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Mr. Gresham to Mr. Bayard.

[Telegram.]

WASHINGTON, November 24, 1894. Minister from Nicaragua is advised by his Government that British minister to Nicaragua declares England does not accept Nicaraguan rule in Mosquito territory, and that British minister has telegraphed to Limon for English war vessel to go to Bluefields. While this information is not fully credited here, you will inquire and report.

Mr. Bayard to Mr. Gresham.

[Telegram.]

LONDON, November 27, 1894.

Minister for foreign affairs states war vessel not ordered Bluefields, and British notification to Nicaraguan commissioner merely caveat pending discussion, and not intended as conclusive. Dispatches now on way explain situation.

BAYARD.

Mr. Bayard to Mr. Gresham.

EMBASSY OF THE UNITED STATES,

London, November 27, 1894. (Received December 10.)

SIR: I had the honor by my dispatch of the 24th instant to lay before you a report of the interview I had just held with the Earl of Kimberley in relation to Nicaraguan affairs and the British action connected therewith.

Late on Saturday night, the 24th instant-and after my dispatch had gone I received your cablegram in cipher of that date (of which a translation is now herewith inclosed), and I at once communicated its purport to Lord Kimberley, and inclose herewith a copy of my note to him, dated November 26, in which I recounted my report to you.

Yesterday (Monday) afternoon I received a reply from his lordship, inviting me to call upon him at the foreign office, and at once went there.

Lord Kimberley, having my note of the 26th lying before him, stated that my report to you of the interview of Friday previous, as recited in my note of that day to him, was entirely accurate, but that he had not then informed me of his latest telegraphic instructions to the British minister at Nicaragua respecting a number of decrees which had been lately promulgated at Bluefields by the Nicaraguan commissioner, and which, pending the consideration of the incident of the arrest and expulsion of the British proconsul and the proposed discussion here by Señor Barrios, were not accepted by the British Government, but that a notification of a cautious nature-"a caveat" (as his lordship termed it)—had been filed by the British minister, in order that the assent and approval by Great Britain of these decrees, so far as they affected British interests in Nicaragua and British duty under the treaty of Managua and the Austrian award thereunder, should not be

considered as conclusively given, but to remain suspended until the mission of Señor Barrios and the incident of Hatch's arrest should have reached a satisfactory termination.

I have the honor, etc.,

T. F. BAYARD.

[Inclosure.]

Mr. Bayard to Lord Kimberley.

EMBASSY OF THE UNITED STATES,

London, Monday, November 26, 1894.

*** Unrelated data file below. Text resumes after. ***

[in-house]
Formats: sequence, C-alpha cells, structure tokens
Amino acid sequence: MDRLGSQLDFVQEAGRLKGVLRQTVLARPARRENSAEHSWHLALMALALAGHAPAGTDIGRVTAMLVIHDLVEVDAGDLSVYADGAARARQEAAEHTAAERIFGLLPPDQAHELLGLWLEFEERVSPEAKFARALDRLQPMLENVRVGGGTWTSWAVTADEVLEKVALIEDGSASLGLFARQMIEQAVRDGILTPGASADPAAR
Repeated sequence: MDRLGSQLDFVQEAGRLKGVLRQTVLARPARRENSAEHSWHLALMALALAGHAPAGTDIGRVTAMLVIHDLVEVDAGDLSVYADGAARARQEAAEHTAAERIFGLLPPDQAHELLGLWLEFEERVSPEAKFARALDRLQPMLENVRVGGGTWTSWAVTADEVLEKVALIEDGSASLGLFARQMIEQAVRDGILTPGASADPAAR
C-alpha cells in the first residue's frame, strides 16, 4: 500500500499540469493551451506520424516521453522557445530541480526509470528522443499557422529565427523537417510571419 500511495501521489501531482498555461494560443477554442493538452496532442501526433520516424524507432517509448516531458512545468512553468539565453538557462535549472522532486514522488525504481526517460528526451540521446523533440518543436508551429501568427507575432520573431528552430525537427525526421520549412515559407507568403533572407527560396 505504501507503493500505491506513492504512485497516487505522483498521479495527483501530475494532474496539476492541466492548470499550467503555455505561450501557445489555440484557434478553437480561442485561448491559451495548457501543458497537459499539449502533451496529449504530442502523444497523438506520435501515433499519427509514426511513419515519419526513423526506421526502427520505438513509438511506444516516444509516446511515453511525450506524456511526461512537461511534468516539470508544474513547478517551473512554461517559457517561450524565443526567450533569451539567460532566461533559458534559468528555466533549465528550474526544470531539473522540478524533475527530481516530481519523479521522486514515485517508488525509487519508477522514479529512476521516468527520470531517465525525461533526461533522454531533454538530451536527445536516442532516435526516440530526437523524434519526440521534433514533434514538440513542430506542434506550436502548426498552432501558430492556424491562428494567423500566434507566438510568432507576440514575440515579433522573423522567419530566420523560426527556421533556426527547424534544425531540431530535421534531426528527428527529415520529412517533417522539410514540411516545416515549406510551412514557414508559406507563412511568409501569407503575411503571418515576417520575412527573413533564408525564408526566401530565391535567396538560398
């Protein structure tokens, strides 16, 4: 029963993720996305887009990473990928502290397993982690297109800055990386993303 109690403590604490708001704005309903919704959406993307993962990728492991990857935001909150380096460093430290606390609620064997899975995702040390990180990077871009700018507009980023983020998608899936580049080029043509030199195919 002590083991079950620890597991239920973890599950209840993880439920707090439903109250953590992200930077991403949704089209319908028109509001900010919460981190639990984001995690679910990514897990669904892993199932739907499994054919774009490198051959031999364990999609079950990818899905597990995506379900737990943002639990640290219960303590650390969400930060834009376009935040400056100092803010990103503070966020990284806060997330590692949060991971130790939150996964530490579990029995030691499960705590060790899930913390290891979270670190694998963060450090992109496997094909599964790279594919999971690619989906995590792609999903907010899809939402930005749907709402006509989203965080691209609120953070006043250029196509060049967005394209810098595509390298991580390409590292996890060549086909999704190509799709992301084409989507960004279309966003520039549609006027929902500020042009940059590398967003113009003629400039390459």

DEAR LORD KIMBERLEY: After the interview which I had the honor to hold with your lordship on last Friday afternoon I wrote to my Government a full statement of what you then told me you had in possible contemplation in relation to Nicaragua, after you should have considered the reply of that Government (then undergoing translation from the Spanish) to your demand for explanation of the incident of the arrest and forcible expulsion by the Nicaraguan authorities of Mr. Hatch, the locum tenens of the British consul at Bluefields, in August last.

I reported very fully your statement of the attitude of Great Britain toward Nicaragua and your desire to have it explicitly understood by the United States that any measures Her Majesty's Government might feel obliged to adopt, by reason of the alleged ill treatment of Proconsul Hatch, or of other British subjects, at Bluefields, would be wholly apart and unconnected with the "Mosquito" question or the jurisdiction of Nicaragua over the inhabitants of the territory included in the region that bears that name; and that you proposed to proceed, solely upon grounds of international duty and self-respect, to procure such redress for an alleged wrong to your citizens as might be found just and necessary, and that no jurisdictional or other question would be involved.

Late on Saturday night, and after my dispatch had gone, I received a telegram from Secretary Gresham to the effect that the Nicaraguan minister at Washington stated that he had been informed by his Government that the British minister to Nicaragua had announced that his Government does not accept Nicaraguan rule in the Mosquito territory, and that he had sent for a British man-of-war.

The Secretary is not disposed to credit these statements, and merely asks for information; but before answering his telegram, I wanted to keep you advised of all the facts and, if you think I should be further informed than I was by you in our interview of Friday, you will kindly let me know, and I will at once come and see you.

And I remain, etc.,

T. F. BAYARD.

Mr. Gresham to Mr. Bayard.

[Telegram.]

WASHINGTON, November 28, 1894.

Statements in newspapers of to-day about action of United States, based upon what Great Britain has done or may do at Bluefields, pure fabrication.

Mr. Gresham to Mr. Bayard.

DEPARTMENT OF STATE,
Washington, December 3, 1894.

SIR: I have read with much interest yours of the 24th ultimo, in which you report the substance of an interview on the preceding day with Lord Kimberley in relation to the present position of question between Great Britain and Nicaragua.

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Lord Kimberley's statement to you that the attitude of Great Britain in this matter is wholly unconnected with any political or conventional question touching the Mosquito Reservation is in gratifying confirmation of the communications made to me by Sir Julian Pauncefote and Mr. Goschen, and I was prepared for his lordship's acquiescence in your view that the political questions involved may readily yield to pacific and generous treatment on the part of Nicaragua toward the Mosquito Indians, with a view to their formal incorporation with the Republic, as contemplated in the treaty of Managua.